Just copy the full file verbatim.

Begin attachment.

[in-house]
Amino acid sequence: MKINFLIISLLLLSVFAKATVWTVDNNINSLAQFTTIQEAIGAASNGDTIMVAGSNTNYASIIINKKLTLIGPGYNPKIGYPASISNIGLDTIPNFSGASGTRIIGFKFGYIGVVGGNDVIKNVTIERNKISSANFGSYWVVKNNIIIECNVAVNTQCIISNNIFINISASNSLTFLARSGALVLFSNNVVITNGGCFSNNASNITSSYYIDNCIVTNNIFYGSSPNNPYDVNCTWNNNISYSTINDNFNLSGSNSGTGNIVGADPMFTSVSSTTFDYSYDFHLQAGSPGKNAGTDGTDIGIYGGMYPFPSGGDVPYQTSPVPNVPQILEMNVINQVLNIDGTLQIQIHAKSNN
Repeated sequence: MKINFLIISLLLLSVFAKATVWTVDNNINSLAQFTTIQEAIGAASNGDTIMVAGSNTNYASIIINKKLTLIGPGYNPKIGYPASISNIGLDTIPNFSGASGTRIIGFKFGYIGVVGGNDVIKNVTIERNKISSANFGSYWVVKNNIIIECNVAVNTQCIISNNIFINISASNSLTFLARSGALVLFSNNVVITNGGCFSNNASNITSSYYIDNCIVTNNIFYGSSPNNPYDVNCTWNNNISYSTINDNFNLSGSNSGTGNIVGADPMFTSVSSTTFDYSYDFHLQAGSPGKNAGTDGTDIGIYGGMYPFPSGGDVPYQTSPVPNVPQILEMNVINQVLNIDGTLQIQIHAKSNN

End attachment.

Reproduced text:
[in-house]
Amino acid sequence: MKINFLIISLLLLSVFAKATVWTVDNNINSLAQFTTIQEAIGAASNGDTIMVAGSNTNYASIIINKKLTLIGPGYNPKIGYPASISNIGLDTIPNFSGASGTRIIGFKFGYIGVVGGNDVIKNVTIERNKISSANFGSYWVVKNNIIIECNVAVNTQCIISNNIFINISASNSLTFLARSGALVLFSNNVVITNGGCFSNNASNITSSYYIDNCIVTNNIFYGSSPNNPYDVNCTWNNNISYSTINDNFNLSGSNSGTGNIVGADPMFTSVSSTTFDYSYDFHLQAGSPGKNAGTDGTDIGIYGGMYPFPSGGDVPYQTSPVPNVPQILEMNVINQVLNIDGTLQIQIHAKSNN
Repeated sequence: MKINFLIISLLLLSVFAKATVWTVDNNINSLAQFTTIQEAIGAASNGDTIMVAGSNTNYASIIINKKLTLIGPGYNPKIGYPASISNIGLDTIPNFSGASGTRIIGFKFGYIGVVGGNDVIKNVTIERNKISSANFGSYWVVKNNIIIECNVAVNTQCIISNNIFINISASNSLTFLARSGALVLFSNNVVITNGGCFSNNASNITSSYYIDNCIVTNNIFYGSSPNNPYDVNCTWNNNISYSTINDNFNLSGSNSGTGNIVGADPMFTSVSSTTFDYSYDFHLQAGSPGKNAGTDGTDIGIYGGMYPFPSGGDVPYQTSPVPNVPQILEMNVINQVLNIDGTLQIQIHAKSNN